Denis Lehane: Flight of fancy in cloud cuckoo land

For the past two years, one of the back tyres of my tractor has been suffering from a slow puncture.

Having grown rather tired of borrowing the brother-in-law’s pump to top up the tyre, I decided to splurge in the January sales by investing in a new pump.

In the past, such an investment would have meant digging deep, but in these days of Lidl and Aldi, a pump can be purchased without too much pain and suffering.

I picked one up for about the price of 20 cigarettes.

Ironically enough, it works off the cigarette lighter of a vehicle.

It was claimed in the packaging that the thing could pump a balloon in no time at all, and would pump a car tyre too, if you had more patience. So I figured, being a man with the patience of Job, that it would pump my old tractor tyre, if I gave it the opportunity.

The next day, with time to kill, I parked my tractor with the deflated tyre outside the house.

And plugging the pump into the fag lighter, off the yoke started like the hammers of hell, pumping like blazes.

One hour later, it was still going strong, determined as ever to inflate the world-weary tyre.

With a nice old rattling rhythm from the pump, and me nicely perched in the tractor cab, I did what any man would do.

I drifted off to sleep.

Soon I was in cloud cuckoo land, with my mind far from the job in hand.

How long I stayed asleep would be hard to quantify, all I know is that when I next awoke, it was to the screams of my missus, with some terrible calamity having taken place.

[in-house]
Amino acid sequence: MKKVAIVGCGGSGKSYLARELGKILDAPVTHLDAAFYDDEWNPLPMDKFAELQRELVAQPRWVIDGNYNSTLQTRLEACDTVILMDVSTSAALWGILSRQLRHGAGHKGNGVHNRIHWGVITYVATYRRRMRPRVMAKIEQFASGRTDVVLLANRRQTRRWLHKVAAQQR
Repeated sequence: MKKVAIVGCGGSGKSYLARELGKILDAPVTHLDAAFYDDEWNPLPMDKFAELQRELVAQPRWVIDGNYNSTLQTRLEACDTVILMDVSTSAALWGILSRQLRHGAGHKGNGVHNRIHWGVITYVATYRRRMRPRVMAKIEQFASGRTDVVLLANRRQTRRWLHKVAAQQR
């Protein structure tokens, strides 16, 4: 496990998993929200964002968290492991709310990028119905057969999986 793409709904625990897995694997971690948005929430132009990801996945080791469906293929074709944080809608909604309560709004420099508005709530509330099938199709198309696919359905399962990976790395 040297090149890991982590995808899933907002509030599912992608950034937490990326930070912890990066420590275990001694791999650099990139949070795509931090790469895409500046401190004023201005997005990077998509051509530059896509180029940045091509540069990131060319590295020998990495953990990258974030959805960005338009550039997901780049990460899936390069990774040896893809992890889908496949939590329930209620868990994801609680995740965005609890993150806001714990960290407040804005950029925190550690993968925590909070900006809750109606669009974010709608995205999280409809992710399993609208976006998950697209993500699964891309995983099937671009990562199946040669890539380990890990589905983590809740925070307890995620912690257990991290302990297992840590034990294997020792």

“Wake up!” she cried, “don’t you take the whole place with you!”

And when I eventually came around, I couldn’t believe my eyes. Hadn’t my devil of a pump done it’s work so well that the overinflated tyre, with the tractor and me on it, had become airborne. I was floating about ten feet off the ground, anchored there only because the clothes line had got tangled with the tractor.

“Oh, for God’s sake!” my missus screamed, “would you ever cut off the clothes line, you’ll have every garment ruined.”

“Cut the line!” I roared back with rage. “Are you mad entirely woman?” I yelled.

“If I cut that, sure I’ll drift off to God knows where. The clothes line is the only thing keeping me stationed above your head.”

“No,” says I with great calmness, “switch off the little pumpeen down there by your feet, and at least the pressure can be relieved to some degree.”

And with that, she turned it offand real danger was averted.

“How long will you be up there?” she then asked, finally getting a grasp of the situation.

“Well,” says I, “at least another few hours.”

“Ok,” says she, “I suppose I’ll let you at it so.”

“Do, woman,” says I, “Go back to the kitchen.”

And I folded my arms and drifted back to sleep once again, eventually waking just as the tractor had touched down.

Climbing off my tractor like Armstrong stepping off the Eagle lunar module in 1969, I had to admit, that bargain pump would not only pump every tyre on the land, but it would give yourself a lift too, if you gave it half the chance.


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